nt selfless act benefited the husband of a co-worker, when she gave him her kidney.
Martins and Helene Molino, a unit secretary in the pediatric intensive care unit at Broward General, had never met before the organ donation.
In late 2019, Molino posted on Facebook that her husband Frank, then 58, and a longtime supervisor of Parks and Recreation for the city of Coral Springs, was desperate for a kidney.
Martins saw the social media post and was moved to act.
“I didn’t even know that living donors was a thing, but he reminded me a lot of my dad, and I would want somebody to do that for my dad,” she said. “I felt compelled. I can’t explain it. I felt like it was that thing I was supposed to do to make my time here worth it.”
Martins was tested for blood type and antibodies and learned that she was a good match for Molino.
More testing followed, including a kidney function test and a complete physical. Surgery was scheduled at AdventHealth Orlando, then delayed because of the pandemic. For months, Martins and the Molinos talked over the phone, but never met — not until just before the surgery in October 2020.
“We literally talked all the time,” Helene Molino said. “I had never met this girl and I felt the connection immediately.”
A single mother to a son, Odin, 5, Martins said she initially wanted to keep the organ donation quiet. “I didn’t want to feel guilty if I wasn’t able to donate or something went wrong,” she said. Martins said she didn’t want to hear feedback that she was crazy or that she was an angel.
“I wasn’t doing it for that,” she said.
When Martins and the Molinos did meet shortly before the surgery, it was an emotional experience for everyone.
“Everybody was crying. It was just the most beautiful thing,” Martins said. She said the enormity of it really hit her seeing Frank in the hotel room hooked up to dialysis.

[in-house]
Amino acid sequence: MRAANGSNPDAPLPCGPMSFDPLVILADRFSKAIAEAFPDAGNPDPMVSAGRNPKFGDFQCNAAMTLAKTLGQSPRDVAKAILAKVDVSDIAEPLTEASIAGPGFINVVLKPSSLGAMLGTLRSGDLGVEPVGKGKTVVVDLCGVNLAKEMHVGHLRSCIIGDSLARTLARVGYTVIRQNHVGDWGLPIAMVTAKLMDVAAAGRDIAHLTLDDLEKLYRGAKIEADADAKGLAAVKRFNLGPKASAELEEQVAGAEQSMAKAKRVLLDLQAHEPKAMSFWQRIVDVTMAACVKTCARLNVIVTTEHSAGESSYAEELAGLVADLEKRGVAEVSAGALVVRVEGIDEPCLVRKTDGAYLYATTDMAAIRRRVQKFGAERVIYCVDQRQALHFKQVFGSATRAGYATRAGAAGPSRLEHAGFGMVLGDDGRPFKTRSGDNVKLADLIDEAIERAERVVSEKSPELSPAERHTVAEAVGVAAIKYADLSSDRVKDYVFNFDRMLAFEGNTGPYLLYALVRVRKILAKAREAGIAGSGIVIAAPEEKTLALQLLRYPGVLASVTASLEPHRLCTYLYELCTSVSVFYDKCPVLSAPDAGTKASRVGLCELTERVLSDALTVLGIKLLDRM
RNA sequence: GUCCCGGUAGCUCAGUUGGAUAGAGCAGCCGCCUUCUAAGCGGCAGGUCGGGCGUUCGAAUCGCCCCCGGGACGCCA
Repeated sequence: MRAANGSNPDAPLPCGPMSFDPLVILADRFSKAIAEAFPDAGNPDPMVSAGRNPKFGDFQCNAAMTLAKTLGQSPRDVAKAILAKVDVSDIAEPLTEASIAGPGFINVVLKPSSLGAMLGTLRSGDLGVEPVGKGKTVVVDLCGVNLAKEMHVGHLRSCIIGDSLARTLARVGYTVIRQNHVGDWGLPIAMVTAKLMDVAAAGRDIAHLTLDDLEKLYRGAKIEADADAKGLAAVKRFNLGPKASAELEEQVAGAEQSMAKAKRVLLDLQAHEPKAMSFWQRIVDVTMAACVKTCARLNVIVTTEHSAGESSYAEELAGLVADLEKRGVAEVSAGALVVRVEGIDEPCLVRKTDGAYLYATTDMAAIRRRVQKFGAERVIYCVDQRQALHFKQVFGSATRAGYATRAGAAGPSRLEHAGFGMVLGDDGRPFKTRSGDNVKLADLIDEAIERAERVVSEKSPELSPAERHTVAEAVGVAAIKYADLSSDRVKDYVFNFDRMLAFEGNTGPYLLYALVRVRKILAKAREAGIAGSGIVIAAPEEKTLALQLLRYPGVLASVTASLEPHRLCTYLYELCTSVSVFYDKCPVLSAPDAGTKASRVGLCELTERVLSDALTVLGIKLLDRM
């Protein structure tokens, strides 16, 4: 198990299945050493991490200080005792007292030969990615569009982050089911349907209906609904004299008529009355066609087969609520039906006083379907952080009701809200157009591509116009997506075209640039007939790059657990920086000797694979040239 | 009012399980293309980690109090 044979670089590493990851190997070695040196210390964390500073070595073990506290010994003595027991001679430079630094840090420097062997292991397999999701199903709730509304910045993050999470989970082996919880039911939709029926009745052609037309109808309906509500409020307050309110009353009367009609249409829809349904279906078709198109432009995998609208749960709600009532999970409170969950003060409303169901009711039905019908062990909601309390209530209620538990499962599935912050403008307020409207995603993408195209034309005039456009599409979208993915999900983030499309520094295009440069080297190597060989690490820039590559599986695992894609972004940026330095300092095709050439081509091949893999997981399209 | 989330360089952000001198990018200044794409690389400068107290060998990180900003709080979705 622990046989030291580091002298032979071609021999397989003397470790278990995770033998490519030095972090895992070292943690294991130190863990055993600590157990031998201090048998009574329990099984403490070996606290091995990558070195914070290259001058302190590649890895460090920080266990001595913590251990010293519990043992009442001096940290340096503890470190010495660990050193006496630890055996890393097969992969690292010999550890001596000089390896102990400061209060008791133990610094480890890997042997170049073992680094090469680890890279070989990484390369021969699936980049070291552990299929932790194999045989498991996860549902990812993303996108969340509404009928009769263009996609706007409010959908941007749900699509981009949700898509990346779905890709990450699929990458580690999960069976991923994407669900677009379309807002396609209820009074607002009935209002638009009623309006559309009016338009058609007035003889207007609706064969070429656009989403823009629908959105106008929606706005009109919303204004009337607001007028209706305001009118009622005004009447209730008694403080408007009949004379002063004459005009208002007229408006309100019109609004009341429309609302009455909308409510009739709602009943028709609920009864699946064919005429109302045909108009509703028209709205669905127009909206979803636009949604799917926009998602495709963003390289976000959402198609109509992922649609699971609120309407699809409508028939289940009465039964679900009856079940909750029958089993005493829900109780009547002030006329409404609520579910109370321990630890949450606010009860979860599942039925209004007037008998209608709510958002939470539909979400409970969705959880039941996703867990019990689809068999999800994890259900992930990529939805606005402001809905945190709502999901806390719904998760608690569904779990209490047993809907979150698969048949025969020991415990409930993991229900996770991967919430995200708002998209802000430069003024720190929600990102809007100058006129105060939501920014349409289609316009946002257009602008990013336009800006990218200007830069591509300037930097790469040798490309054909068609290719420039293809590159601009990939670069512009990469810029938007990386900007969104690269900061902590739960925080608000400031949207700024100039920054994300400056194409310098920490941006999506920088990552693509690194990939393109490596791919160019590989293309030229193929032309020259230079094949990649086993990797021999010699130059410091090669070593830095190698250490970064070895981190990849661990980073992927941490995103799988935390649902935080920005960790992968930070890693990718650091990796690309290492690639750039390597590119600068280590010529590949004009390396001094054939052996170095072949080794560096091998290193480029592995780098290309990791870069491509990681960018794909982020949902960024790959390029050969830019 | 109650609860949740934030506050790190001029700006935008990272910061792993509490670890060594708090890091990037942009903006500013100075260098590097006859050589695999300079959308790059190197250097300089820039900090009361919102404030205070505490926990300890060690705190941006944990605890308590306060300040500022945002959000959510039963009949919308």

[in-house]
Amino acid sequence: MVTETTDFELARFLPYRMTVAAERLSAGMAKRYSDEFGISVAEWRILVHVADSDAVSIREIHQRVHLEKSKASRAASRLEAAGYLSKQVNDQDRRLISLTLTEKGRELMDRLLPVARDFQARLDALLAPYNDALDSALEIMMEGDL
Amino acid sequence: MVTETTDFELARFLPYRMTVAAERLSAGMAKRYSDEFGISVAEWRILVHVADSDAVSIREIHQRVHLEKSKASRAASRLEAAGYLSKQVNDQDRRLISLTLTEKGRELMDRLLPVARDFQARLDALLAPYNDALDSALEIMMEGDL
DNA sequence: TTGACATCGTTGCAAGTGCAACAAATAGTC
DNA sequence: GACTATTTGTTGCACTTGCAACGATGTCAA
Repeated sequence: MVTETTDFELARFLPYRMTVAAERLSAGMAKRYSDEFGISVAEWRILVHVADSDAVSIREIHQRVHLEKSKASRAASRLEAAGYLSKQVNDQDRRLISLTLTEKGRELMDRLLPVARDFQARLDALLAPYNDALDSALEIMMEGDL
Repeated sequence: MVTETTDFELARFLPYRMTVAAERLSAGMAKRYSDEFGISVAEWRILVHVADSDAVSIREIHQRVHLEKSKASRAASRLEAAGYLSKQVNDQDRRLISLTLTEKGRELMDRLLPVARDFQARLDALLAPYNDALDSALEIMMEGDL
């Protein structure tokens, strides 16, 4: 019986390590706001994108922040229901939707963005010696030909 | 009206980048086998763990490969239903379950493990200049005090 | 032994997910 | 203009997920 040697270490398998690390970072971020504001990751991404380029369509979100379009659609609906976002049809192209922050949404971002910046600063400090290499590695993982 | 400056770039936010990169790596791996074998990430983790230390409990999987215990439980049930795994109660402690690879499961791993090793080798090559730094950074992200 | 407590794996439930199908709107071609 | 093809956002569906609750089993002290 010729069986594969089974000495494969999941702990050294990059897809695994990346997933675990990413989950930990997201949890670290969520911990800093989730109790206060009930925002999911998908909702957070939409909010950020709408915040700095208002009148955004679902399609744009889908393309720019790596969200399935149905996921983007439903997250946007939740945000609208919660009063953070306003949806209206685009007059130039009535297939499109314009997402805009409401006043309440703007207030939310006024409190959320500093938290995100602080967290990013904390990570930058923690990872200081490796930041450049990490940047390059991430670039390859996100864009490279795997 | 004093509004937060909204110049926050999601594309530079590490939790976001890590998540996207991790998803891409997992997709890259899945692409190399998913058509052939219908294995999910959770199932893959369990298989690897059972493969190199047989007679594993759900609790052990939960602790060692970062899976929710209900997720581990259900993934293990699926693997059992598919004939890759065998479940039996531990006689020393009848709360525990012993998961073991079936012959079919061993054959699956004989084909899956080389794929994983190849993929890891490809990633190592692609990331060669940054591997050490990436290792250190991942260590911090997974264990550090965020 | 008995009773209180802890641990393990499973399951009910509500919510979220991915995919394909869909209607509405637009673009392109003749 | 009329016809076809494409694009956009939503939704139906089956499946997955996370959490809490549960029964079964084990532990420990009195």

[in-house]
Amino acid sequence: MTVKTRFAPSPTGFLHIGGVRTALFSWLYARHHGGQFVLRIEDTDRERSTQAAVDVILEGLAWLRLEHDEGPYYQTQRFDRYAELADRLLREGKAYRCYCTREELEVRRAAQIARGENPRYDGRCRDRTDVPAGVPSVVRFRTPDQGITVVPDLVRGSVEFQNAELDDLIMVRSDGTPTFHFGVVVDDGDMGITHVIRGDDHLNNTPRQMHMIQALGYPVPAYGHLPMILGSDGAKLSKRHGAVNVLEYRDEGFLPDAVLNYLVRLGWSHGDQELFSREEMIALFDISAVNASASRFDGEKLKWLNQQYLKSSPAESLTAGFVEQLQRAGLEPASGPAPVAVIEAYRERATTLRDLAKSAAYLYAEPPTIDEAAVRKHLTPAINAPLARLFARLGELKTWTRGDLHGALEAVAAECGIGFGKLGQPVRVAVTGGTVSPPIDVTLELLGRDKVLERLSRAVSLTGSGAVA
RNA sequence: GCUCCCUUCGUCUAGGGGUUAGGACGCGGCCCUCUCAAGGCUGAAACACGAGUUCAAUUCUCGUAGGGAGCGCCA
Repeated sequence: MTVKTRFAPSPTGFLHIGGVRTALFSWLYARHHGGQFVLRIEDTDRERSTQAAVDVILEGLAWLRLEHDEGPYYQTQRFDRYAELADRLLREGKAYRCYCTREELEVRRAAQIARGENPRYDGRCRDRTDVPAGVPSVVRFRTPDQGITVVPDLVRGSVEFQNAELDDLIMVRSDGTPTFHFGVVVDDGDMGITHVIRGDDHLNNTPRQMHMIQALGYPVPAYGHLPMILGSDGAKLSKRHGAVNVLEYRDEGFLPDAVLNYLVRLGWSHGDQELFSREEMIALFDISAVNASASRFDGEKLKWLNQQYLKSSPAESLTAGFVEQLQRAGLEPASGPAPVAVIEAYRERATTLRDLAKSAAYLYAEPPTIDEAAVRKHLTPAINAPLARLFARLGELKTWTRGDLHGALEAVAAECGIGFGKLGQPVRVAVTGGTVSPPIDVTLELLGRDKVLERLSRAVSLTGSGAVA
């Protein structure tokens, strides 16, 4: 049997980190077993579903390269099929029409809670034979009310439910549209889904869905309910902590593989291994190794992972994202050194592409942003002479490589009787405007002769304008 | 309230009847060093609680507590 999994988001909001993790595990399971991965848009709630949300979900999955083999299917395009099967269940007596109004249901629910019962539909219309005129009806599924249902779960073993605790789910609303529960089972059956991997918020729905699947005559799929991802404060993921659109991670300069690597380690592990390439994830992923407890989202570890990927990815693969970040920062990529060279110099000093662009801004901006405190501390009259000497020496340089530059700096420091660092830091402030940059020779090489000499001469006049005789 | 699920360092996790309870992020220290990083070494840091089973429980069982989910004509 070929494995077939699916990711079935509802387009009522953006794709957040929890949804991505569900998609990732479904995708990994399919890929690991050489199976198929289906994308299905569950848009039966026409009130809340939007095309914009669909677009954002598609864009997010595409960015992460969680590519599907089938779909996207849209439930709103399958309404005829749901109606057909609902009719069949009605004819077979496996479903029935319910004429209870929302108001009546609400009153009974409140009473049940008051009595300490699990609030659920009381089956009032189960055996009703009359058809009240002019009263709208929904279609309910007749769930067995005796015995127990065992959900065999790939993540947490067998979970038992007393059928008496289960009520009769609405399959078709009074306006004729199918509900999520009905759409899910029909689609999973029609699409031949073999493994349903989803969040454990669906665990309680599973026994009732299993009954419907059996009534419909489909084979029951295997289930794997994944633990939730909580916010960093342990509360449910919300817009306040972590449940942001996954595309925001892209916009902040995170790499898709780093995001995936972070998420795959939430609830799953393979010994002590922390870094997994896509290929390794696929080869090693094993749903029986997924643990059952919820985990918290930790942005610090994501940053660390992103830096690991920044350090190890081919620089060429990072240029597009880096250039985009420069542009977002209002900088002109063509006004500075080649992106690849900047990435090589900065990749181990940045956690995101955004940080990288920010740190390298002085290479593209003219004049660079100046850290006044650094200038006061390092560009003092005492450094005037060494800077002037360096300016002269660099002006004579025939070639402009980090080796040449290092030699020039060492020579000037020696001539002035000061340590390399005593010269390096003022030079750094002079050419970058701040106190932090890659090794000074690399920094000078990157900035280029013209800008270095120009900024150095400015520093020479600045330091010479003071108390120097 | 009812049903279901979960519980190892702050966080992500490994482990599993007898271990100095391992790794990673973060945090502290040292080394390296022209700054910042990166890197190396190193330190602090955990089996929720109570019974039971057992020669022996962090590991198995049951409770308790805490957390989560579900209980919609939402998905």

“My life is so busy and crazy I didn’t realize how his had been — just waiting, waiting and hooked up to a dialysis machine seven days a week,” she said. “I thought this is happening. This is the last day he’s ever going to be hooked up to a machine. To be able to give that to somebody feels great.”
After the surgery, Martins and the Molinos stayed together in a timeshare in Orlando. Helene took care of both of them.
Helene Molino said she still can’t believe it happened. “She definitely is an angel,” Molino said. “I get choked up every time I talk about it. It’s like I have another daughter.”
Back in South Florida, Helene looked in on Martins during her recovery. Martins’ coworkers started a meal train and helped get her son to school. “It was a whole community effort and it was just the most amazing thing,” Martins said.
Martins and the Molinos have become like family. They spent the holidays together as well as Frank’s 59th birthday, and they recently went to Disney on Ice. For their one-year anniversary, they plan to do a Disney trip.
Frank Molino said he is feeling great, and so thankful that Martins came into his life. “She’s just an incredible person…I mean, God dropped an angel in my lap,” he said. “Just knowing her makes me be a better person.”
Martins said she wants to educate others about living organ donation.
“If I had three kidneys,” she said. “I would donate another one.”
The Living Donation Process
Most organ and tissue donations occur after the donor has died. But some organs and tissues, including the liver, kidney and lung, can be donated while the donor is alive. Nearly 6,000 living donations take place each year. That’s about four out of every 10 donations, according to organdonor.gov, the U.S. government’s organ donation site.
For information about living donation, transplant centers and the transplant process, contact the United Network for Organ Sharing, the federal contractor that manages the Organ Procurement and Transplantation Network. The number is 888-894-6361.